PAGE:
Spend Your FSA Account Contributions Before You Lose Them

An HSA, or health savings account, and a FSA, or flexible spending arrangement, are both accounts that allow people with health insurance plans to put away income for medical costs. Medical costs, also referred to as qualified expenses, include co-pays, deductibles and monthly prescription costs.

A primary benefit to HSA’s and FSA’s are that they are TAX FREE!
A primary difference is that HSA’s allow you to roll over unused contributions to next year while FSA’s are “use it or lose it.”

If you have a flexible spending arrangement account (FSA) with an unused balance and require laser vision correction or suffer with Pterygium, schedule an appointment with Dr. Michel before the end of the year.

HSA’s and FSA’s are similar in many regards and also quite different.
If you are eligible, choose an HSA over FSA. HSA’s allow you to put more money into the account and you can roll over the unused portion into the next year.

However, it is a bit more difficult to qualify for a HSA. You must have a high-deductible health plan ($1,350+ for individuals and $2,700+ for families) and your annual out-of-pocket expenses can’t exceed $6,550 for individuals or $13,100 for families.

Differences between a health savings account (HSA) and a flexible spending arrangement (FSA)
Health Savings Account (HSA)

  • Must be enrolled in a health insurance plan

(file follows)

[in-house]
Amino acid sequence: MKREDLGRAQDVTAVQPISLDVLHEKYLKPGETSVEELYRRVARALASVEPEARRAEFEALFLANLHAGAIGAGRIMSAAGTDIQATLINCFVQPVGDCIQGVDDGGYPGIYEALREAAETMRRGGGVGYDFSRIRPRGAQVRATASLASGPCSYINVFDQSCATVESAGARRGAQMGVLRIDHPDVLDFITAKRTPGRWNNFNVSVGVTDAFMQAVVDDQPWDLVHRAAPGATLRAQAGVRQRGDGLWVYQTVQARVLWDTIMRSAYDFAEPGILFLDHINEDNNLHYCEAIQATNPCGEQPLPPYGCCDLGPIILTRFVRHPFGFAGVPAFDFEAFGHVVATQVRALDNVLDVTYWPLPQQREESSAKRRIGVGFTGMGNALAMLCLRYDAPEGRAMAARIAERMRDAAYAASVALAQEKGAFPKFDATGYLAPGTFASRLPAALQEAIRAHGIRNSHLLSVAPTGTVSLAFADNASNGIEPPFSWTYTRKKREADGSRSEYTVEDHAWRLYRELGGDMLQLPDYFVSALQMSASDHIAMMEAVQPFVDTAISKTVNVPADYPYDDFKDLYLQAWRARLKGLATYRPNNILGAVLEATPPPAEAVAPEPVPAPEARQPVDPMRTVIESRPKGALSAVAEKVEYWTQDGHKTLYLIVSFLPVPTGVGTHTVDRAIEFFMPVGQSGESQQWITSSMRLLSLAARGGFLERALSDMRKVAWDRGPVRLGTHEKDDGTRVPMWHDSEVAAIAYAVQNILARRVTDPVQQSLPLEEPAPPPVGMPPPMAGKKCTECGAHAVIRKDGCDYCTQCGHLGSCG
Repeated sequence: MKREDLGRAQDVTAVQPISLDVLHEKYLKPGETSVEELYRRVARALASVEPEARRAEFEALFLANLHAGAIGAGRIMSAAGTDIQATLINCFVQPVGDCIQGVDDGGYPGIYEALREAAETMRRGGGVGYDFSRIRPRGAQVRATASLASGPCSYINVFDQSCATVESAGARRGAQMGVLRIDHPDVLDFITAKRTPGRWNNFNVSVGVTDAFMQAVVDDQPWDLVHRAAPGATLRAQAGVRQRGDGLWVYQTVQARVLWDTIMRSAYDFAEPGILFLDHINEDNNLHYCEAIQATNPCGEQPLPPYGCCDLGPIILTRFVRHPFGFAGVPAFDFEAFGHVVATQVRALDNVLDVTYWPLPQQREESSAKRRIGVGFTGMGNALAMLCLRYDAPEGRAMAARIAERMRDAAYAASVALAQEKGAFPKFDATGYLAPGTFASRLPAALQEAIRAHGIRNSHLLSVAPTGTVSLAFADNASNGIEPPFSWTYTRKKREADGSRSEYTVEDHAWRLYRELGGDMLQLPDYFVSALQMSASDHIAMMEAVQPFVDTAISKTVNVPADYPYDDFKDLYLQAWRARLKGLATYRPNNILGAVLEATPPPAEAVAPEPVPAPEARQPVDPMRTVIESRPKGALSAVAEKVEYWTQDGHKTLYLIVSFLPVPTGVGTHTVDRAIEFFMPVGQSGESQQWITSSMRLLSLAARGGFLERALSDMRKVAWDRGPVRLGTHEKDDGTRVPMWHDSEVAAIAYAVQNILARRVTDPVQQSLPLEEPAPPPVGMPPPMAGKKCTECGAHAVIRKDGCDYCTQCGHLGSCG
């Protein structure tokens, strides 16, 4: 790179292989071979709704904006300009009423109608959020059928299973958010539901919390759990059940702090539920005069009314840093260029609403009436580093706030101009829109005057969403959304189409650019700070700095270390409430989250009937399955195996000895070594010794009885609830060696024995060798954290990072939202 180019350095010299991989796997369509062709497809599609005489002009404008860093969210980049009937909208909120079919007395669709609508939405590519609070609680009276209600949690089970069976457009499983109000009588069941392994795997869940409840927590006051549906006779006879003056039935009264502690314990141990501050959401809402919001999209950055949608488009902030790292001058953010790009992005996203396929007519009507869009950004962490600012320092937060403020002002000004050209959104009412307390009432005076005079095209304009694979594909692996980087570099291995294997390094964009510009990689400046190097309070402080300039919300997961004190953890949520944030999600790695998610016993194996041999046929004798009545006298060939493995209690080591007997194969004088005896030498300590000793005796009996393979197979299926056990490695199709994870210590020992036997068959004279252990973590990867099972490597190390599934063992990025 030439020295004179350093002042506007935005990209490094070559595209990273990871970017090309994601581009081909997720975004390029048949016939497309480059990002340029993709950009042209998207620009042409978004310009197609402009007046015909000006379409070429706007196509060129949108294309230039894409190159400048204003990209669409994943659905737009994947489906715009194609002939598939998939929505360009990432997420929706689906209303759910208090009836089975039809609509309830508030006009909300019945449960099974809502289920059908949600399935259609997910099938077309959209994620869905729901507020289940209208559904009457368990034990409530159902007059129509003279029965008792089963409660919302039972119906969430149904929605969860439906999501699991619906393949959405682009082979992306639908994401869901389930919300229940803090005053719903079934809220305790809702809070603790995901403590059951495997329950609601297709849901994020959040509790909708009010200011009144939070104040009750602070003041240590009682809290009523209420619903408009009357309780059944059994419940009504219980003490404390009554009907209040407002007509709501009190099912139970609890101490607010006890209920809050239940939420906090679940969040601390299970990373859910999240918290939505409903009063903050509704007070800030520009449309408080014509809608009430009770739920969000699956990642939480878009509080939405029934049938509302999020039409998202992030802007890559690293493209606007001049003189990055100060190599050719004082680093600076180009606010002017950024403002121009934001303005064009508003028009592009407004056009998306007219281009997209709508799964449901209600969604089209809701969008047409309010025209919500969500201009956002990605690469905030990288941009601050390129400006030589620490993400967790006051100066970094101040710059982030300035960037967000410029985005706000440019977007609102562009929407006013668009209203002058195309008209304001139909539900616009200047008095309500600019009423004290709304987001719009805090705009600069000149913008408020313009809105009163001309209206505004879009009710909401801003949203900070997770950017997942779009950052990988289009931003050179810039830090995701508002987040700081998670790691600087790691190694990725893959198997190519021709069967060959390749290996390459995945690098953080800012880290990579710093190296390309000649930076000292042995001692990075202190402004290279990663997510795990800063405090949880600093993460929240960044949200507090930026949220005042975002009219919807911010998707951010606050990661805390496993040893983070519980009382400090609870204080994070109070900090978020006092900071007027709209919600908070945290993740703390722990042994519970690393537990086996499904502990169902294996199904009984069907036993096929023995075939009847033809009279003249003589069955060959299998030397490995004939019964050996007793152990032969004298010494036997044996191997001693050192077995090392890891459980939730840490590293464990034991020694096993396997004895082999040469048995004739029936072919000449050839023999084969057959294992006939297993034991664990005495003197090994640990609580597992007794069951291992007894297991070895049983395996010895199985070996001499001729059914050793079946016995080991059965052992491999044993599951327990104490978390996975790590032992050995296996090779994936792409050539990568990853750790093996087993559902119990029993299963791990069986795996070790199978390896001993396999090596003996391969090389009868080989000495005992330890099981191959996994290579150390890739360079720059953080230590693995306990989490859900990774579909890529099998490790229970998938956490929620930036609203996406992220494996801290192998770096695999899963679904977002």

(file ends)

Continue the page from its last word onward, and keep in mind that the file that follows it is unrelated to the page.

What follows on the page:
• Must be a high-deductible health plan (HDHP)
  • Annual contributions are capped at $3,450 for individuals and $6,900 for families
  • Can increase or decrease your contributions any time throughout the year
  • You can roll over unused balances into the next calendar year
  • If you move to another employer, you can take your HSA savings with you
  • HSA tax-free options
    • Deduct HSA contributions at end of year, or
    • Contribute to the HSA from your paycheck, pre-tax

Flexible Spending Arrangement (FSA)

  • Must be enrolled in a health insurance plan
  • Unlike the HSA requirement of a high-deductible health plan, FSA’s carry no eligibility requirements
  • Annual contributions are capped at $2,650
  • Can increase or decrease your contributions ONLY during open enrollment, if you move to another employer, or have a family status change
  • Basically, FSA’s are a “use it or lose it” account. No rollover’s are allowed. If you don’t use your contributions by year-end, you forfeit it all and must begin anew next year
  • If you move to another employer, you cannot take your contributions with you. However, if your FSA is with COBRA, you may be eligible.
  • FSA tax-free options
    • One option
    • Contributions are pre-tax; thus, your distributions will not be taxed



← Back to Research & Publications

Research & Publications

Man with dry eyes working on computer

The Link Between Dry Eye and Depression

If clinical depression involves sadness, low mood, and bouts of crying, you’d think it’d be more associated with watery …

What eye floaters look like

Food for Floaters

It’s a fly! No, it’s a spider! No, it’s a…. vitreous floater. Though you may be relieved to realize you’ve not …

Happy senior couple

Cataract Surgery Could Reduce Dementia Risk

With dementia affecting almost 6 million people in the US, it wouldn’t be unexpected that you may personally know of someone …